Therapeutic Garden Grant
National Garden Bureau (NGB) promotes the health and healing powers of human interaction with plants through a grant program for therapeutic gardens. Each year, NGB selects three established (meaning at least one year of programming experience) therapeutic gardens to receive a grant that will help expand or perpetuate that therapeutic garden. Those gardens will then compete via social media, for a first-, second-, and third-place prize for a financial contribution to their garden. Those three gardens will also receive a set of Corona Gardening Tools.
Schools, nonprofits, day camps, hospitals, retirement centers, rehabilitation facilities, veterans’ facilities, community centers, treatment facilities, and intergenerational groups throughout the United States and Canada are eligible. Apply by July 1.
Sony Grants for Education
In the United States, Sony focuses most of its charitable giving on technology, the environment, art, and culture, with an emphasis on education in each of those areas. While support in other areas may also be considered, Sony aims to apply its resources to support the technical, scientific, creative, and artistic skills required of the future workforce. Applications are accepted year-round.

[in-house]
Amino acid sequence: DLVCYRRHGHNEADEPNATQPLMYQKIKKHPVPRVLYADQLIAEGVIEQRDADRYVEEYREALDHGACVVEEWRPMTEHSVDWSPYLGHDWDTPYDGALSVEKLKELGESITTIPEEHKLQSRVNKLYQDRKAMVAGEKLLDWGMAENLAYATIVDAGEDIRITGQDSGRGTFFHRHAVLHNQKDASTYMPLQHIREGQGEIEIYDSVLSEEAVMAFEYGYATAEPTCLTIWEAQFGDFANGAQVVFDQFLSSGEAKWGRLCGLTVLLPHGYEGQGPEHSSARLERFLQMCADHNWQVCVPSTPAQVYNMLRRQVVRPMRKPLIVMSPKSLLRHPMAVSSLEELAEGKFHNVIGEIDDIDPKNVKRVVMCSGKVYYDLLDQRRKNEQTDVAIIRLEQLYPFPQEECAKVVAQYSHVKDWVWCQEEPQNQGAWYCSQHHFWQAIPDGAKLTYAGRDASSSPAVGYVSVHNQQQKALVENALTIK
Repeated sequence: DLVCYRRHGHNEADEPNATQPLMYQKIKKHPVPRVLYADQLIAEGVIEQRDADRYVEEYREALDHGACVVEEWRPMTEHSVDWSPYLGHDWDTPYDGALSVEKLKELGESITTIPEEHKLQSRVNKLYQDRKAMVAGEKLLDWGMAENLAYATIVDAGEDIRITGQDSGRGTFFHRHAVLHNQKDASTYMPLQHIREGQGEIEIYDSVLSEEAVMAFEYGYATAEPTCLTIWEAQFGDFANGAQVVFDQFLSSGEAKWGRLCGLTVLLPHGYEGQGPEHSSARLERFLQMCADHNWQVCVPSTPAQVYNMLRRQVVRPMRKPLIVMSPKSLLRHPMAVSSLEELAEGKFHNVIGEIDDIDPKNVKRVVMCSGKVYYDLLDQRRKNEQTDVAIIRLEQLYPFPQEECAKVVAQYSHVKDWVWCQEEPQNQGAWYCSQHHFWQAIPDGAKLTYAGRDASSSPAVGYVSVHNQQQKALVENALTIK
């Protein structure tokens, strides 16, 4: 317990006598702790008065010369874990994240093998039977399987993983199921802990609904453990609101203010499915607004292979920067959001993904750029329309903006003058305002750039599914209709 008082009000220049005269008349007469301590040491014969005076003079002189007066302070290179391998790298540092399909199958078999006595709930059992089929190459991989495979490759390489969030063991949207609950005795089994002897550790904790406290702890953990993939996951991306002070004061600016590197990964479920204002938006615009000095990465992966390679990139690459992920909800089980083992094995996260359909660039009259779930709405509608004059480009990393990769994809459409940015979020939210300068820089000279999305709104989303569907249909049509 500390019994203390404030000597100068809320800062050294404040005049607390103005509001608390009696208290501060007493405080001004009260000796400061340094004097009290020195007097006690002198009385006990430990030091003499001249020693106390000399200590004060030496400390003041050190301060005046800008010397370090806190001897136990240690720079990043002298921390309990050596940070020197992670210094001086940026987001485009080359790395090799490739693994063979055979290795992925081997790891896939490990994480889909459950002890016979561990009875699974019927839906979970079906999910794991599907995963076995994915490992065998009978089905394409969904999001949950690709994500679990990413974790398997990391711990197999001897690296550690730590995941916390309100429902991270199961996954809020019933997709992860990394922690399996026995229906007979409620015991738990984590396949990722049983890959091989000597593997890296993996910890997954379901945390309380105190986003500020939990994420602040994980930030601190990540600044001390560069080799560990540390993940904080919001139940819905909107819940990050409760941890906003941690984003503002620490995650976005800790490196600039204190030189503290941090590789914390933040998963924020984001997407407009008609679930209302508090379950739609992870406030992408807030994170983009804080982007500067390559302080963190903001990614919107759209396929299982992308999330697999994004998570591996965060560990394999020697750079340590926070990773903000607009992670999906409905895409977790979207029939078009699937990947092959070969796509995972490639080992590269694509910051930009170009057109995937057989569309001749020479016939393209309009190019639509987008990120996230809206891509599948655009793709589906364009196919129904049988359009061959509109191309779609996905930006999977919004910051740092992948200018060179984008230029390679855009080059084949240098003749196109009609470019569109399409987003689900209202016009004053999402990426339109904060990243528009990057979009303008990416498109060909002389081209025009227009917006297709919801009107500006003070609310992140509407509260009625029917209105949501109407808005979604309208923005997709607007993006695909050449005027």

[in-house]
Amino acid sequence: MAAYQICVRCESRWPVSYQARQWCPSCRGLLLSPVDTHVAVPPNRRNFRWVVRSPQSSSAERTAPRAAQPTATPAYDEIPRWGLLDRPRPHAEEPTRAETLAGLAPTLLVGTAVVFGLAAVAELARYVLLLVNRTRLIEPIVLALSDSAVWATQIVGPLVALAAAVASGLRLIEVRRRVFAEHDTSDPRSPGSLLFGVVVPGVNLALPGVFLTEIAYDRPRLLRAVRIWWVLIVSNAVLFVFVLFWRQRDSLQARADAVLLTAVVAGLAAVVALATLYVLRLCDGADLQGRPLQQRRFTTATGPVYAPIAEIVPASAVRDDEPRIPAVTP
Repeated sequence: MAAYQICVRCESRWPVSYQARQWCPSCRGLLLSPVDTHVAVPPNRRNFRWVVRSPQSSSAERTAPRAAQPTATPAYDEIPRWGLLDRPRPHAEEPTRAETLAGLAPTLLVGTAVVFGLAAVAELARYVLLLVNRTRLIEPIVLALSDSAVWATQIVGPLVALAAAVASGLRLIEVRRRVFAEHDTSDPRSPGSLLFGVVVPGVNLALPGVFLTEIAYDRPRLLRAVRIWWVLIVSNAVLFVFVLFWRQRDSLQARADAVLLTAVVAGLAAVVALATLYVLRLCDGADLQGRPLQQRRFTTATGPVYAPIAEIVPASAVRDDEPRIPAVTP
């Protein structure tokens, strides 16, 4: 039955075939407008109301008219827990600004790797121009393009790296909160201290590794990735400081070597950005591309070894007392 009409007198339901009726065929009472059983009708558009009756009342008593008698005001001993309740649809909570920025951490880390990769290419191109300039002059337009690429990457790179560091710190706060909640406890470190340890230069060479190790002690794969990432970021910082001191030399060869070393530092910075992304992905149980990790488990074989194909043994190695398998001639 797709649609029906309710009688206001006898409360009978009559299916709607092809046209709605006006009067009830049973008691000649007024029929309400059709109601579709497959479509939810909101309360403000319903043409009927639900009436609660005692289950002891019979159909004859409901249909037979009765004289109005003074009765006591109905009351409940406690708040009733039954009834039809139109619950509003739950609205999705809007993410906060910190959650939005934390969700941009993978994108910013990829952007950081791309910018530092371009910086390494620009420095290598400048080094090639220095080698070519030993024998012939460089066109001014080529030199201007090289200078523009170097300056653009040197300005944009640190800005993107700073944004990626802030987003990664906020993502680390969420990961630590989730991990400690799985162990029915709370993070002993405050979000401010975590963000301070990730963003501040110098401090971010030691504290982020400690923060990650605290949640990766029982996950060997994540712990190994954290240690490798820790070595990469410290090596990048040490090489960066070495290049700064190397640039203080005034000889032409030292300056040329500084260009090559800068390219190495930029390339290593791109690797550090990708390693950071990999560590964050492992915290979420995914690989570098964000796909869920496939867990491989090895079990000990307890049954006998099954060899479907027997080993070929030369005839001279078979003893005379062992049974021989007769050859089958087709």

Toshiba America Foundation Grant
Teachers of grades 6–12 who have innovative ideas for improving STEM learning in their classrooms can apply for a Toshiba America Foundation grant of less than $5,000. The company seeks to encourage teachers who want to innovate, try a new idea, or explore a different approach. Applications must be for project-based learning with measurable outcomes; requests for computers, laptops, or tablets will not be considered. Apply by June 1.
Earth Day Remix Event
Teach Rock wants to see and hear your students’ Earth Day remixes with the unifying theme of protecting our planet. Your classroom could win prizes from TeachRock and its environmental education partner Leaving A Positive Legacy. The TeachRock lesson Greta Thunberg, Music, and the Climate Crisis asks students to consider how musicians helped spread climate activist Greta Thunberg’s message. Students read or listen to Thunberg’s 2019 U.N. speech, then check out three recordings that have used Thunberg’s speech in some way. They then meet a host of young activists such as Isra Hirsi, Xiye Bastida, Kevin J. Patel, Quannah Chasinghorse, and Alexandria Villaseñor, and are asked to respond with their own remix.
Students and teachers can submit student music or visual art projects that sample, remix, or use a famous speech made in support of our planet. Select participating classrooms will receive prizes. (Deadline May 13)